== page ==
“One issue that always perplexed me was why sales meetings are so hard to make productive,” writes Kevin Higgins. “A former colleague helped me with this definition of a sales meeting: 10 pounds of stuff (you can also use an alternate four-letter word that starts with the same letter) in a two-pound bag! No wonder it is tough to plan great sales meetings. We try to do too much.”

Higgins, the CEO of Toronto-based sales-training organization Fusion Learning Inc., has sat in on his fair share of useless (not to mention brutally boring) sales meetings. So, in his recent book Engage Me: Strategies from the Sales Effectiveness Source, he explains the five keys to making sales-team meetings much more effective (and even enjoyable).

1. Start with an energizer

Most salespeople have a lot of energy. “It’s important that we tap into this energy early and often in a sales meeting.” If you start with an energizer—something light that gets everyone involved—you’ll get all participants engaged and will, in time, discourage late arrivals. What makes for a good energizer? It could be something fun (like watching the week’s most popular YouTube videos together), celebratory (like asking everyone to share their sales highlight from the past week) or company-related (like asking each participant to think of someone outside their team who brings value to the company). Whatever exercise you choose, the point is to inject some liveliness and variety in your meetings.

Read: What Great Sales Bosses Do

2. Keep it simply simple (K.I.S.S.)

Too many sales meetings go off the rails because of scope creep. “Keep your sales meeting agenda lean and mean,” advises Higgins. “Always ask ‘does this item need to be in the meeting, or could it be done outside the meeting or as pre-work?'”

3. Enforce three rules for individual updates

It’s very useful to ask each participant in a sales meeting to provide an individual update on what she accomplished in the past week (or month, or whatever frequency with which you hold your meetings). It’s less useful when she rambles on for 20 of the 30 minutes you’ve allotted for the meeting. Higgins advises setting—and enforcing—three simple rules for individual updates. First, set time limits, and don’t be afraid to cut people off when they hit them. Second, establish a different a theme for each meeting’s updates; examples might include “Who was your favourite client last week, and why?” or “Share an objection you faced and how you handled it.” Finally, keep anyone veering off-course (by, say, complaining about an issue), advise them to take it offline.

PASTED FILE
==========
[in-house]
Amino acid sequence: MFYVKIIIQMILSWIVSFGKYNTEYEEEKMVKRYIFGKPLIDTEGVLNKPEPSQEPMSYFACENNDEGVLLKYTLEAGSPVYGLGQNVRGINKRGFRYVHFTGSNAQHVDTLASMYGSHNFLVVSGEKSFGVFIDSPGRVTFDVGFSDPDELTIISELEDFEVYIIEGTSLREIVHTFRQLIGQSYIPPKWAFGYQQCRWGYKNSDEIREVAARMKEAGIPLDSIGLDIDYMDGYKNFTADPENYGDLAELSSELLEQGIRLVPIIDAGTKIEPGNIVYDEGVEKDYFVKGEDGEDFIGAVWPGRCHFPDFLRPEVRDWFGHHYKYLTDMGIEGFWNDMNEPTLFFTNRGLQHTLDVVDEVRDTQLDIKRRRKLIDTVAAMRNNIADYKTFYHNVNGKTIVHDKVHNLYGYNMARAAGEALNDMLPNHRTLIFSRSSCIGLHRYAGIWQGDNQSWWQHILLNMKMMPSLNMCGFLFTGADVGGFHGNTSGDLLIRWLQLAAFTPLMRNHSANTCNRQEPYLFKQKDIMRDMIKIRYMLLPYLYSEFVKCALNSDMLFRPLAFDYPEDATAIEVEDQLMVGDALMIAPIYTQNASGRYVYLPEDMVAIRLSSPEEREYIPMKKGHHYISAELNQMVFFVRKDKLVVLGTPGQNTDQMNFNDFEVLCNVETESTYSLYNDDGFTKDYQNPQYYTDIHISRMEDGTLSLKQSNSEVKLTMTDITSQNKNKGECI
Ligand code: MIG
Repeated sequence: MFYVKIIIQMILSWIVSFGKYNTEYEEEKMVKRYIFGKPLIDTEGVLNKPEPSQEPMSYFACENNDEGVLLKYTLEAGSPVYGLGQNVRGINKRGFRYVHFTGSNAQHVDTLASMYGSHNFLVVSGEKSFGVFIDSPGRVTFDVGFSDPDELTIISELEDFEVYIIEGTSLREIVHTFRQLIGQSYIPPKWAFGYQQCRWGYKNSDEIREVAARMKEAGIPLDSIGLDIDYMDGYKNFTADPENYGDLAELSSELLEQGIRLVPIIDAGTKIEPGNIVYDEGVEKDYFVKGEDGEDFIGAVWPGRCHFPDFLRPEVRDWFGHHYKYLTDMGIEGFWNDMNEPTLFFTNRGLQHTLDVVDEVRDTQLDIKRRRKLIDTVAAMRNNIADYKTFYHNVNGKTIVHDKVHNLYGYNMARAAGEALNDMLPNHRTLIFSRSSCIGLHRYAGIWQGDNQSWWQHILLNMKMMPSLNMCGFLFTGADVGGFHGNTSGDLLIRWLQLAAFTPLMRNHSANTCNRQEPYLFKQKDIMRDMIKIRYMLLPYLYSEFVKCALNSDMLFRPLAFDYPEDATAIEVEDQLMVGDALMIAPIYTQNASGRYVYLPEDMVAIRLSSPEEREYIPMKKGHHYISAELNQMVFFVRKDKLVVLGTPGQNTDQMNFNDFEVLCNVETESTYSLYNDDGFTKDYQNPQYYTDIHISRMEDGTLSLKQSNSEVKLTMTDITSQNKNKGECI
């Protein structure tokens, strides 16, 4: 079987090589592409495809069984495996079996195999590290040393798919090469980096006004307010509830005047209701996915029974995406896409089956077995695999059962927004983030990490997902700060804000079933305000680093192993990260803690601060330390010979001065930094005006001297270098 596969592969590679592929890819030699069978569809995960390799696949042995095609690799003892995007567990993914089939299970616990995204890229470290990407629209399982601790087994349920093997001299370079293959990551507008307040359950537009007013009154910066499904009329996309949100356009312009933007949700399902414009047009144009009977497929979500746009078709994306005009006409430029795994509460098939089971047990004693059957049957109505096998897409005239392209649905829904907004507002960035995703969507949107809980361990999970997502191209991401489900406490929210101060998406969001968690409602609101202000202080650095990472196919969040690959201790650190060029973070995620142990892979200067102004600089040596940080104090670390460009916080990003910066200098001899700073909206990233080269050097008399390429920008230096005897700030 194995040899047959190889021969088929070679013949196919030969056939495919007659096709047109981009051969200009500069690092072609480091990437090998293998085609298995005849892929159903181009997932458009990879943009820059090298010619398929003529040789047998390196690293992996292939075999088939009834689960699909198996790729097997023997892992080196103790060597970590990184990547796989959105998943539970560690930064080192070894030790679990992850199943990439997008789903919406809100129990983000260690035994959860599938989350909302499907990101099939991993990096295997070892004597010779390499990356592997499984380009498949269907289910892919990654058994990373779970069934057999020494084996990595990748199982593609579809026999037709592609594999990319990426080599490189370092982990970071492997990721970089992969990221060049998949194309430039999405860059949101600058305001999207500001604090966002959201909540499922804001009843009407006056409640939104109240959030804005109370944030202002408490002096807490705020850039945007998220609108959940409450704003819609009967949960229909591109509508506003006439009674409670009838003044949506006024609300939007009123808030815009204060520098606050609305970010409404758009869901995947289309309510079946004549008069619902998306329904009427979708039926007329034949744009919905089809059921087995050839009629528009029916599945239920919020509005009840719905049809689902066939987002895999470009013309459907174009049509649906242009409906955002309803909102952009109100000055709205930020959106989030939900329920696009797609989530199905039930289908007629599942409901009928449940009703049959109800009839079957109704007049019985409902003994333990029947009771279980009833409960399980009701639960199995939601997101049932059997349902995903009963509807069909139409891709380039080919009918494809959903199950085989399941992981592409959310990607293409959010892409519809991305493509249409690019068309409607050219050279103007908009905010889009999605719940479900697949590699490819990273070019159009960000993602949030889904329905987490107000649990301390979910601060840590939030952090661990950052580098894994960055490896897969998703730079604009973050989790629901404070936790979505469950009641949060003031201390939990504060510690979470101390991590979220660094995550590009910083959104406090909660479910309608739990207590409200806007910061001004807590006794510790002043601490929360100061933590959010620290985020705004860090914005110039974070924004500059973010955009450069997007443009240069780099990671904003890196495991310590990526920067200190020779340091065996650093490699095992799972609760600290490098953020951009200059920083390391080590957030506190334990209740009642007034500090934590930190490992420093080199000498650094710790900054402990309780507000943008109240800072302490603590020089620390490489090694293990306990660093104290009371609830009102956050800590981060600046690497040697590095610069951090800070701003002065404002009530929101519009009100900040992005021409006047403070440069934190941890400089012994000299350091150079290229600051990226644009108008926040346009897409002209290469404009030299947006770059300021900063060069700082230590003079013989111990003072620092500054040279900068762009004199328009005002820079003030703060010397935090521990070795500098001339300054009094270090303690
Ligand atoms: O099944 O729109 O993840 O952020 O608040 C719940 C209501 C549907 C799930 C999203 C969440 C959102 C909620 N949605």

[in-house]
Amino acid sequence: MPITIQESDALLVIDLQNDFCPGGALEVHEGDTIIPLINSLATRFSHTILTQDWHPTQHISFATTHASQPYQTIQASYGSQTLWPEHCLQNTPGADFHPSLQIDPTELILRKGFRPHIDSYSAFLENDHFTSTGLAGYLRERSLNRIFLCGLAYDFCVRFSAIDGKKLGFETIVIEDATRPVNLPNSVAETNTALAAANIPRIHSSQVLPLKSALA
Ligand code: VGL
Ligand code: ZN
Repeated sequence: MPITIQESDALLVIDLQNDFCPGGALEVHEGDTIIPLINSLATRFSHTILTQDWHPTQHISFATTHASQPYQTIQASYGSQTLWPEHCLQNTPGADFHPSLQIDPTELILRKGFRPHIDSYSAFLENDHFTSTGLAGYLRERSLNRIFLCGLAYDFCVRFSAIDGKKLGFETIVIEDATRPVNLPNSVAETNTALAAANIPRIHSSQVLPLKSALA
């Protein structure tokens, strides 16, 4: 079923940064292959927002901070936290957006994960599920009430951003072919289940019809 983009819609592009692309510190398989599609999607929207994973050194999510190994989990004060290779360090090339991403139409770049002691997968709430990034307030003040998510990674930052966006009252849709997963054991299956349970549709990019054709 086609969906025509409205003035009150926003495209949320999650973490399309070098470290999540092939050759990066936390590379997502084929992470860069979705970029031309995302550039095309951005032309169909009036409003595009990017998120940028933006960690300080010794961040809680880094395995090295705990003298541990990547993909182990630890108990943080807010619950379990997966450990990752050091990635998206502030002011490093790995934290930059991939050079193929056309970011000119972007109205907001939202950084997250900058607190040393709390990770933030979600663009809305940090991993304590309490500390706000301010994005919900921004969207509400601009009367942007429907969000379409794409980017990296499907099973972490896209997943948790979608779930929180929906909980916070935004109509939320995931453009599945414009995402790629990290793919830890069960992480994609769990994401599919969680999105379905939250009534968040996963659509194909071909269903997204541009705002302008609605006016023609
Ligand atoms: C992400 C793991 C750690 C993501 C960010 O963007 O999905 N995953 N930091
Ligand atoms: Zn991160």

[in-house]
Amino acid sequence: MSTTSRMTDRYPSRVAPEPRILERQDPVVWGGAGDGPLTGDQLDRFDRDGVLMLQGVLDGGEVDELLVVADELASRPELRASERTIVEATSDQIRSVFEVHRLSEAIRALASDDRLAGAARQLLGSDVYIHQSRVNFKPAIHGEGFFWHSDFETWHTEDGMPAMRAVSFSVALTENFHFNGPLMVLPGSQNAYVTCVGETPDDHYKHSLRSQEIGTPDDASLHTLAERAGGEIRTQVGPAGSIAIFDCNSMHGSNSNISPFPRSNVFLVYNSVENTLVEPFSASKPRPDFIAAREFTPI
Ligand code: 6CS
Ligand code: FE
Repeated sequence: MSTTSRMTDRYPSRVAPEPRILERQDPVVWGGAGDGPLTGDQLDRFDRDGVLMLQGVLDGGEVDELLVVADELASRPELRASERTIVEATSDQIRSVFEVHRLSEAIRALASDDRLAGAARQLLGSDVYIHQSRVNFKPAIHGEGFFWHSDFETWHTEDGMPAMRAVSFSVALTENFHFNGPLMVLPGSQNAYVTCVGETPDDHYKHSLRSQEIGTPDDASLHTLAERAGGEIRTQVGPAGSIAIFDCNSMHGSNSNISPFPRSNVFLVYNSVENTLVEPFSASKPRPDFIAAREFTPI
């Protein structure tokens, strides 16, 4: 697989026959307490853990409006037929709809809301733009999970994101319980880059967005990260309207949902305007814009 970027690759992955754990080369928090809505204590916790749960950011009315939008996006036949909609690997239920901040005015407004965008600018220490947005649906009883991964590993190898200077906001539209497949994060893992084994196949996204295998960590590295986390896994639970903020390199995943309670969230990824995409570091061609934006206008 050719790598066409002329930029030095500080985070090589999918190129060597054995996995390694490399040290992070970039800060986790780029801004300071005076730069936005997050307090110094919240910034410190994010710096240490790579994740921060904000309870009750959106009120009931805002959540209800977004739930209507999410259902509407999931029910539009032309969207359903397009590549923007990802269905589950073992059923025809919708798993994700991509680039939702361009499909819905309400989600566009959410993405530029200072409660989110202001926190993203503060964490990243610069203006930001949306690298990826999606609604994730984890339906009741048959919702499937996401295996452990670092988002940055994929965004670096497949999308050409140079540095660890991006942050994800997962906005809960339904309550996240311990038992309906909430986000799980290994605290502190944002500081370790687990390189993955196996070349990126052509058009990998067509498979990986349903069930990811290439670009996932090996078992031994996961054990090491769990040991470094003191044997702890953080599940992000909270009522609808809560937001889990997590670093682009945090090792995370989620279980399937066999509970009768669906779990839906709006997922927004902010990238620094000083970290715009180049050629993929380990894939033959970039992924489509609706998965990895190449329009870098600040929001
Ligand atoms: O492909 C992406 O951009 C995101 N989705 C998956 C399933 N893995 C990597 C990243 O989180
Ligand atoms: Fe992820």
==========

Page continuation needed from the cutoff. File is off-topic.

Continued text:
4. Motivate and reward participants

“Motivation is a critical component to any team meeting and must be built in,” writes Higgins. “The team has a tough challenge and they want to feel supported and recognized for their hard work.” It’s not about big gifts or grand gestures, he adds; rather, the simplest of “thank yous” can have great effect. Good motivators might include awarding a sales “green jacket” to a top performer, asking non-sales team members to nominate star sales performers and sharing the results in the meeting, and friendly mini-competitions between sales teams. “Every sales meeting should have some recognition,” says Higgins, “from a simple thank you to each team member to a more formal monthly or yearly program.”

Read: 7 Bad Sales Habits You Need to Stamp Out

5. Coordinate a capability activity

Professional development is as important to salespeople as it is to lawyers, teachers or therapists. Sales meetings offer a great opportunity to help your team brush up. Adding professional development exercises to the agenda—such as drills on countering client objections, social-media best practices and innovative new ways to generate leads—will fire up your team and equip them to perform at their best.

Read: Sales Meetings That Don’t Suck

What do you do to make your sales meetings more productive and engaging? Share your experiences by commenting below.

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